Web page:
Earth is a famously wet planet, but where all that water came from in the first place remains a mystery. The most commonly-accepted theory is that comets and asteroids delivered it via impacts during the early days of Earth, and now a NASA study has found new evidence to support that idea. Observations of a comet that whizzed by close to Earth a few months ago show that it contains "ocean-like" water – and this may apply to other previously-dismissed comets too.
That might sound like an open-and-shut case, but it's more complicated than that. Most comets studied so far have been found to harbor the wrong type of water. The stuff we're used to here on Earth is, as you know, made up of two hydrogen atoms and an oxygen atom. But there's also "heavy" water, which contains a hydrogen atom with an extra neutron.
Comparing the ratio of heavy-to-regular water between two samples is a solid indication of a shared heritage, kind of like a DNA test. And in almost all cases, water on comets has been found to have very different ratios to Earthly water. In fact, only one out of 11 comets studied is bearing "ocean-like" water.
Until now. Comet Wirtanen, which made its closest approach to Earth in December 2018, is only the second-ever comet to be found carrying ocean-like water. The discovery was made by the Stratospheric Observatory for Infrared Astronomy (SOFIA), which was able to get a clear look at the space rock from its high-altitude perch onboard a modified Boeing jetliner.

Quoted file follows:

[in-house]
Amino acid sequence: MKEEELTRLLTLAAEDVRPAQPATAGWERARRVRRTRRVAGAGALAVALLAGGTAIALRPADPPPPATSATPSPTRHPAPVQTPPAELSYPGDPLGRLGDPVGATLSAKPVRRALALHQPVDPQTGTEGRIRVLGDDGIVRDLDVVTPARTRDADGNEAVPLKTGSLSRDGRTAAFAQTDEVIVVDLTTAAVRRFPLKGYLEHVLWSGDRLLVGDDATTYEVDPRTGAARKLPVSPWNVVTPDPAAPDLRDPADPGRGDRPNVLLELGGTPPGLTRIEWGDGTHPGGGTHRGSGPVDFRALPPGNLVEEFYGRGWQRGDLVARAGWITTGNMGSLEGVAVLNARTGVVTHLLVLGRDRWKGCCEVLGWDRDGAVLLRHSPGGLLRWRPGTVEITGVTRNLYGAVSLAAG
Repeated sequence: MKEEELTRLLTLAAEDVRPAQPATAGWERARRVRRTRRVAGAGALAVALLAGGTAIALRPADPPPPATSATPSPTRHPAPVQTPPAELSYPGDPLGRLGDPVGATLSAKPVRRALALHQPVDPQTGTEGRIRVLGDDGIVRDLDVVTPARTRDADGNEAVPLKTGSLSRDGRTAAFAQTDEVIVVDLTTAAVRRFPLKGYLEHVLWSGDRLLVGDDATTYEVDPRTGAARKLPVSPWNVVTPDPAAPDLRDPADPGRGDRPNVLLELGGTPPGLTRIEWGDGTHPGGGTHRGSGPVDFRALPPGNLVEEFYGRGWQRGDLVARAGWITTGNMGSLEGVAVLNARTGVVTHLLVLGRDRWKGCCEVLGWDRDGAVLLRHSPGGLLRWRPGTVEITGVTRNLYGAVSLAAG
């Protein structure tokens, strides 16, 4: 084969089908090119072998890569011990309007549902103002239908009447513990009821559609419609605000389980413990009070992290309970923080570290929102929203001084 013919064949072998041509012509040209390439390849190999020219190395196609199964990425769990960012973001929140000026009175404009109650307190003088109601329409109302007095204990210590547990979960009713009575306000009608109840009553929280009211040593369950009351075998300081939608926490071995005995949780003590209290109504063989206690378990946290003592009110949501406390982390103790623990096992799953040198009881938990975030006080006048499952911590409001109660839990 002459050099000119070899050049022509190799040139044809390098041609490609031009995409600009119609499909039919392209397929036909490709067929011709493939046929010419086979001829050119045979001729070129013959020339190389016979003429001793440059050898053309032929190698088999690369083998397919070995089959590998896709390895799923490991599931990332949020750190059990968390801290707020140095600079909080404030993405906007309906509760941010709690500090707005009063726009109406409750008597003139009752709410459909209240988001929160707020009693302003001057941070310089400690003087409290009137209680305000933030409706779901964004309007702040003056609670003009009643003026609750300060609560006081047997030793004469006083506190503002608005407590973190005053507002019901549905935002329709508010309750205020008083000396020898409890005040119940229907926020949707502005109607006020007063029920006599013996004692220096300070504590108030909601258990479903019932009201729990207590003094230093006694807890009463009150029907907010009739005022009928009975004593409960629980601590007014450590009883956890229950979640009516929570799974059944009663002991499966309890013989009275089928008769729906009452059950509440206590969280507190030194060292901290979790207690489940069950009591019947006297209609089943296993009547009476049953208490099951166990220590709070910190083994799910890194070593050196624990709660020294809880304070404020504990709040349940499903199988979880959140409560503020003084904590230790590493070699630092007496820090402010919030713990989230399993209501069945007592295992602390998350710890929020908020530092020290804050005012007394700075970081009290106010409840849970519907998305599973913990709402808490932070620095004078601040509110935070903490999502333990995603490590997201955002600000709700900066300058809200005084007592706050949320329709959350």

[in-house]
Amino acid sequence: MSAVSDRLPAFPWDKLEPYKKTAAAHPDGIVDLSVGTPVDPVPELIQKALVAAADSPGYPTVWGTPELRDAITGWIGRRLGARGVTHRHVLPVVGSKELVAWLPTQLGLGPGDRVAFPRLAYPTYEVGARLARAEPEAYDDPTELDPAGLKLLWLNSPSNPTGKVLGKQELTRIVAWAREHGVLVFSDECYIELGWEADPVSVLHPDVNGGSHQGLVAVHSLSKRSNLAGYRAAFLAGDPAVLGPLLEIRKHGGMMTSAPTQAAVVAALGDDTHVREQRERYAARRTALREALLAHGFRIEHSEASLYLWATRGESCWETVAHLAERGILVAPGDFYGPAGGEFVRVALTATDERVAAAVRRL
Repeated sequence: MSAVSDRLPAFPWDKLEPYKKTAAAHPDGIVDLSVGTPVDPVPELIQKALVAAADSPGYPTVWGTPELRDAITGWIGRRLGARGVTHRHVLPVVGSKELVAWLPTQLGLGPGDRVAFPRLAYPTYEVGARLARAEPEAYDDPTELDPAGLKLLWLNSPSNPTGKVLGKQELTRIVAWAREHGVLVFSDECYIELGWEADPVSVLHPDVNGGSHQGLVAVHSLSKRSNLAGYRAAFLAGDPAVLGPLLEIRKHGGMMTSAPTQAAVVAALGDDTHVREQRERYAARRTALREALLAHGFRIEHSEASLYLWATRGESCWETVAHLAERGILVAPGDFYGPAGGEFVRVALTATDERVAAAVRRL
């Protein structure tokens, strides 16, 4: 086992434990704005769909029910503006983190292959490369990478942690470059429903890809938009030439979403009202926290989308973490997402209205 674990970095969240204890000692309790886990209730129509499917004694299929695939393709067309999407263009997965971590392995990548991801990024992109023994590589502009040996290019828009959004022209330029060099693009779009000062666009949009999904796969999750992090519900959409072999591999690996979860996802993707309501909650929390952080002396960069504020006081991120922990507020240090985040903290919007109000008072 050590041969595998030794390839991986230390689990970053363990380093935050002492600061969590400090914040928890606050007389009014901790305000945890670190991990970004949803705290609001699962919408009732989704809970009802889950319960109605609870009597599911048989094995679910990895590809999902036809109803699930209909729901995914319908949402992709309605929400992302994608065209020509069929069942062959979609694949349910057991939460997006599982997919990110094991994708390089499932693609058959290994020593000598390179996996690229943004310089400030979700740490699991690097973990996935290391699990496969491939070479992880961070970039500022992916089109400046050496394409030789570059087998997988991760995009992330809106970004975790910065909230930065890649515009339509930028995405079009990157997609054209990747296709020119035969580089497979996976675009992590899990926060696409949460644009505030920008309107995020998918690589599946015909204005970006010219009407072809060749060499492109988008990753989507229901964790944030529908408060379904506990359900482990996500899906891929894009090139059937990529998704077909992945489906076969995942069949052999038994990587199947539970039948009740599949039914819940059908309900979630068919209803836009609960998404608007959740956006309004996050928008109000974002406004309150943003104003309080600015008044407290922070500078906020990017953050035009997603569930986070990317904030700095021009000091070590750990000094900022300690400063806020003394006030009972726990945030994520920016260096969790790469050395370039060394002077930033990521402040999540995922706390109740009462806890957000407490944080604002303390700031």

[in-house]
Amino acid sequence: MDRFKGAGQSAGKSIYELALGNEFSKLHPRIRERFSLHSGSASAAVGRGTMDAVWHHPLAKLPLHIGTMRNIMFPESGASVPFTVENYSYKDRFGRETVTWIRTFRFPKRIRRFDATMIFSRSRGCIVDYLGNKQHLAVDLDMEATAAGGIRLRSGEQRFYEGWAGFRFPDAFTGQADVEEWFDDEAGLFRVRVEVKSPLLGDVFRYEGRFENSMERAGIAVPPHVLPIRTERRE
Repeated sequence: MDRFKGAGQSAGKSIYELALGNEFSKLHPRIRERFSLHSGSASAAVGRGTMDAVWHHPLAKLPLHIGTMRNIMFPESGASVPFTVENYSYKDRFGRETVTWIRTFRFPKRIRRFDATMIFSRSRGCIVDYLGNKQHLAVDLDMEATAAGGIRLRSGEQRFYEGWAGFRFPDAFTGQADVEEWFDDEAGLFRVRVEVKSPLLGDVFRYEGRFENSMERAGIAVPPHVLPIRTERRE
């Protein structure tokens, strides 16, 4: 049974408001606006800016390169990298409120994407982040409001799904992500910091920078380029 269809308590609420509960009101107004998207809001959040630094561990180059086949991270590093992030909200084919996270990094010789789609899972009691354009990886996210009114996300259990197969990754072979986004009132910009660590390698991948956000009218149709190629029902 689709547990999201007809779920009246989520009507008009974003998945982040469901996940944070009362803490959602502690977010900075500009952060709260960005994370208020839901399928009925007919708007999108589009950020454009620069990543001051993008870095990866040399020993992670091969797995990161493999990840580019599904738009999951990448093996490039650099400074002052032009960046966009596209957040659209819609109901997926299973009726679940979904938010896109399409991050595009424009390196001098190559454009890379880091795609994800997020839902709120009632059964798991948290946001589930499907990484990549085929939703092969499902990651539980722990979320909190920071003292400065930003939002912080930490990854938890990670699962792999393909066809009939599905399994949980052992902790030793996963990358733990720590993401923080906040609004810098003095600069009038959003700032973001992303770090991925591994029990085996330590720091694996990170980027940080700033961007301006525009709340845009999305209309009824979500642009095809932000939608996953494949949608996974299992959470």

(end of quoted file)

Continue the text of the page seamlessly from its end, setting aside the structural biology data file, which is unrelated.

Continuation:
But the biggest surprise wasn't just that Wirtanen was home to the right type of water – it might be an indication that every comet is, contrary to previous findings. When the researchers compared the data on Wirtanen to that of other comets, they found that the ratio didn't depend on where the comets came from, as previously believed.
Instead, it seems to be a matter of how much water was being released from ice grains in the vapor cloud around the comet, not the ice on the surface. That means previous comet studies could have been measuring it all wrong, and perhaps they do have more Earth-like water ratios after all.
"This is the first time we could relate the heavy-to-regular water ratio of all comets to a single factor," says Dominique Bockelée-Morvan, second author of the study. "We may need to rethink how we study comets because water released from the ice grains appears to be a better indicator of the overall water ratio than the water released from surface ice."
The research was published in the journal Astronomy & Astrophysics Letters.
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